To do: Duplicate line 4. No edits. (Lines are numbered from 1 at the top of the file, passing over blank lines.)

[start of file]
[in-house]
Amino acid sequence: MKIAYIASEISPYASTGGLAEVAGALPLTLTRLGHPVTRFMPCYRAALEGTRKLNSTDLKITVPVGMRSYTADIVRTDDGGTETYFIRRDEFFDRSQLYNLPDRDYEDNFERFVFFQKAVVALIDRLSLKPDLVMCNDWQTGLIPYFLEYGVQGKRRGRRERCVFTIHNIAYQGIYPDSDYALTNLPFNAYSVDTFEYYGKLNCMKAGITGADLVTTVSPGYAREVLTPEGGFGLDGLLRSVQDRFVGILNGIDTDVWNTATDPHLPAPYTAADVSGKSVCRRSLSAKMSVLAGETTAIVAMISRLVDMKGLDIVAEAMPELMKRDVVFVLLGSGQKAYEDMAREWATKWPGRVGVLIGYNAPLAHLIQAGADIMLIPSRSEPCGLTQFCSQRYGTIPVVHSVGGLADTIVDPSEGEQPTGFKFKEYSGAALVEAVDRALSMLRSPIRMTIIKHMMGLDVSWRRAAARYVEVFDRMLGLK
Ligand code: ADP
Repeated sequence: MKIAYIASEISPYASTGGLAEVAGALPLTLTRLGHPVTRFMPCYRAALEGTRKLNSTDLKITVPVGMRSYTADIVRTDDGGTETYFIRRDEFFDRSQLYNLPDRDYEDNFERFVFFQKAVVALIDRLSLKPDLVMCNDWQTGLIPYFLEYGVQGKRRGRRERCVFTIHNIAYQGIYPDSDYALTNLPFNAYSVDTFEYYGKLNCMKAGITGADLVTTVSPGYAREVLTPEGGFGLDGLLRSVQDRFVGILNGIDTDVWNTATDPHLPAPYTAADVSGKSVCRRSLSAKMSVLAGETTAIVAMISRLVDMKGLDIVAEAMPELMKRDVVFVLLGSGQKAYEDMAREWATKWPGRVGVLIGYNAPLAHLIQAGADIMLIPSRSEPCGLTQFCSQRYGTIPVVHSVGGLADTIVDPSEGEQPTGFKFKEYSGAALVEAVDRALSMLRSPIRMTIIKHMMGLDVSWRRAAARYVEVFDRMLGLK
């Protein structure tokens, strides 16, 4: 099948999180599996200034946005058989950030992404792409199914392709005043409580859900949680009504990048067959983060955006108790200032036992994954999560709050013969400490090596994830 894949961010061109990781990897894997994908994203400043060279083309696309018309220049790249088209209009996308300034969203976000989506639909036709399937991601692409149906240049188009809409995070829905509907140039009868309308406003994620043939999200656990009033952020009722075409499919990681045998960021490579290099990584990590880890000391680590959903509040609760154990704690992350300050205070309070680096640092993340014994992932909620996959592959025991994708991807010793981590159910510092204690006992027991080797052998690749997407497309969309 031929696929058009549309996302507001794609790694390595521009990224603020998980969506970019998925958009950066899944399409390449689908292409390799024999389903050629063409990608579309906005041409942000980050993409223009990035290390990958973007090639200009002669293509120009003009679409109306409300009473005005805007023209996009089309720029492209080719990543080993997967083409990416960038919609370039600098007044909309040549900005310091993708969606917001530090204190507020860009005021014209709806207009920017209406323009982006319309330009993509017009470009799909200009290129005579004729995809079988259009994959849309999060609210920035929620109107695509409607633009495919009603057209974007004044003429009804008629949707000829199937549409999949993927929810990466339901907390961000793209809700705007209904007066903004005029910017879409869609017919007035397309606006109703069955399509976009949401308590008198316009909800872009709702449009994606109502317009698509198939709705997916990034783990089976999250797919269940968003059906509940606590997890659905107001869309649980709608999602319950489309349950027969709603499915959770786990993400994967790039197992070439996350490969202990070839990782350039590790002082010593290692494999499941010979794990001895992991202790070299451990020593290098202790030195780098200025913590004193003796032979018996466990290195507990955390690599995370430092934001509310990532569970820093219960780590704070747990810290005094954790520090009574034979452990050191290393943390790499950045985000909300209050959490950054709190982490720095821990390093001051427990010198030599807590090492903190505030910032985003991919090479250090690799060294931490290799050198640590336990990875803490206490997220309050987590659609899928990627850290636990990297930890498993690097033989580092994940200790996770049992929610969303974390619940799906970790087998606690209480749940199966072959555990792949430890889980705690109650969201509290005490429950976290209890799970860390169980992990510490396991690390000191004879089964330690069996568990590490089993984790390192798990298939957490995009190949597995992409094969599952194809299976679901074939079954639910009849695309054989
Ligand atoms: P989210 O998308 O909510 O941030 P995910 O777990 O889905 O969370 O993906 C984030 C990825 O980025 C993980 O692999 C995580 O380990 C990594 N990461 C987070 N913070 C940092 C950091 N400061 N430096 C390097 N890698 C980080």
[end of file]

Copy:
Repeated sequence: MKIAYIASEISPYASTGGLAEVAGALPLTLTRLGHPVTRFMPCYRAALEGTRKLNSTDLKITVPVGMRSYTADIVRTDDGGTETYFIRRDEFFDRSQLYNLPDRDYEDNFERFVFFQKAVVALIDRLSLKPDLVMCNDWQTGLIPYFLEYGVQGKRRGRRERCVFTIHNIAYQGIYPDSDYALTNLPFNAYSVDTFEYYGKLNCMKAGITGADLVTTVSPGYAREVLTPEGGFGLDGLLRSVQDRFVGILNGIDTDVWNTATDPHLPAPYTAADVSGKSVCRRSLSAKMSVLAGETTAIVAMISRLVDMKGLDIVAEAMPELMKRDVVFVLLGSGQKAYEDMAREWATKWPGRVGVLIGYNAPLAHLIQAGADIMLIPSRSEPCGLTQFCSQRYGTIPVVHSVGGLADTIVDPSEGEQPTGFKFKEYSGAALVEAVDRALSMLRSPIRMTIIKHMMGLDVSWRRAAARYVEVFDRMLGLK